Loyalty in the Age of the Digitally Native Consumer

In just about any industry, customer loyalty is driven by the amount of trust a person has in a brand. Does the brand consistently do what it says it will do? Does the brand do it well? Does the brand go out of its way to give the customer a satisfying experience on his or her terms?

Unfortunately for banking and finance, even in the world of credit unions, trust is at an all-time low. The trend rings particularly true among millennials. According to the millennial disruption index, 71% of millennials would rather visit the dentist than listen to their banks, and 73% would rather handle their financial services needs through Google, Apple and Amazon.

This means financial executives are now faced with the complex task of meeting all regulatory standards – privacy, security and reporting – while still trying to move in time with digitally native consumers who are used to elevated levels of personalization and convenience. In order to truly foster loyalty with today's consumers, credit unions can consider three essential modern marketing tactics that act as the backbone for a member-centric communications program.

Think Agile to Drive Innovation

Agile methodology, as inspired by the Agile software development principals established in the tech boom of 2001, asks marketers to work, think and adapt in shorter “sprint cycles” as opposed to long, annual campaign planning. Doing so allows marketers to nimbly adjust their strategy and tactics based on the data-driven feedback loops they put in place. With an Agile mindset, marketers are given a venue to experiment with innovative, interesting and creative tactics. The benefit of these short, data-driven cycles and feedback loops allows financial marketers to quickly see what is working, scale it up, and – as Silicon Valley taught us — fail fast and immediately drop initiatives that aren't working.

In 2016, Capital One earned a place among the more future-forward and consumer-centric financial institutions. Commenting on the company's Agile approach, CIO Rob Alexander notes they work backward from market demand, listening first to what people valued and how they behaved, then pivoting to plan and execute their strategies. This ultimately led to the production of new flagship products like the Wallet app – a central place for card management and reward redemption – as well as Second Look, a feature that leverages cutting-edge artificial intelligence and machine learning to monitor for erroneous card activity.

Personalize Marketing and Content (Without Being Creepy)

According to a recent survey, 50% of consumers do not feel their bank knows them, while 92% of banking executives think they are providing an acceptable or high level of personalized experience. Retail institutions, including credit unions, have the potential to leverage their customer and member data to develop truly interesting and engaging content.

For example: What if, after a member inquired online about how to successfully get a mortgage, the institution promptly emailed exclusive access to a helpful real estate investment tool? It might include a helpful checklist for all the documents you need to collect; a directory of highly-reviewed real estate agents, home inspectors, lawyers, movers or even cleaning companies; and the phone and email of a loan advisor who would answer any questions in person, at the member's convenience? This would be a great way to show your members that you understand what they will need down the line and are, in fact, the right partner for their next mortgage.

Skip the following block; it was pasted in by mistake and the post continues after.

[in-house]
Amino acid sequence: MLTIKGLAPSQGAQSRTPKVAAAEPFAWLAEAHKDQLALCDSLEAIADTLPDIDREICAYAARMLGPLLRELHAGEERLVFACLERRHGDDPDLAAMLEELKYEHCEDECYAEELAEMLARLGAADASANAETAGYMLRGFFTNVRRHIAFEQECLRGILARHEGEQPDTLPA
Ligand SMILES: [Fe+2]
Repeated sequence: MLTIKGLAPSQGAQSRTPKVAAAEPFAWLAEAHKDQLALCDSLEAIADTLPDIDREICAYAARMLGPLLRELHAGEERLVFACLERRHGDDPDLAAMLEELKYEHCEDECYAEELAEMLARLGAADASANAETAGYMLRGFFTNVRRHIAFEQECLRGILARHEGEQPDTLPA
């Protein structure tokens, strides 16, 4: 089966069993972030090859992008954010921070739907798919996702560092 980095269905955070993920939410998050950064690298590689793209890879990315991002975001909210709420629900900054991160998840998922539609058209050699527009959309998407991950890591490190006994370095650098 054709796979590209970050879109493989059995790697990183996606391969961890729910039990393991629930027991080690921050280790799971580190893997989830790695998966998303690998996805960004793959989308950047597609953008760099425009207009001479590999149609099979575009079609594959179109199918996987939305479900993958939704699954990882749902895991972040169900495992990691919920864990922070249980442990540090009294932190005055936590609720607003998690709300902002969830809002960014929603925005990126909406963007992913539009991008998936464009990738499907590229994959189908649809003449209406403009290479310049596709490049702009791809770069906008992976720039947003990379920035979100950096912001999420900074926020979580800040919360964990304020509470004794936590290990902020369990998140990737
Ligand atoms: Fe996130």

Get Creative With Loyalty Programs

Frequently, financial services companies treat loyalty programs like a business exchange. It's only natural. Consumers might rack up points that are redeemable for plane tickets or restaurant experiences by using a credit card, or by referring the institution to friends or family members. Unfortunately, these programs can often feel frustrating or falsely advertised, and can come with hidden fees that appear to benefit only the financial institution.

On this score, Zions Bank broke out of this familiar mold with its 2016-17 Pays for A's program, in which junior high and high school students earned one dollar for every “A” on their report card, which was deposited into a student savings account at the bank. In addition to rewarding hard work and supporting education, the bank enrolled all students in a drawing that offered a chance to win additional $100 and $1,000 scholarship savings accounts. What's even more surprising is Zions’ agreement to give 50 cents per A for students who didn't even have a savings account at the bank, a loyalty move that showed how the brand's support of education extended beyond its own pockets.

When examining the rising costs of customer acquisition and retention in a world of digitally native consumers, this campaign feels especially smart. Zions is now positioned to gain new customers, collect data from all participants for the final drawing, get people coming in the door and deliver great brand association for local branches, all while humanizing the business and taking action to foster increased brand trust among parents and students alike.

While today's digital consumer may appear complex and hard to understand, financial executives who empower their teams to adopt a more Agile structure, personalize content and break the mold of traditional loyalty programs can make tremendous strides to instill member trust and loyalty. People are being empowered to think and re-think about how to move and store their money; the time to adapt is now.

 

Originally posted on CreditUnionTimes, January 27, 2017.

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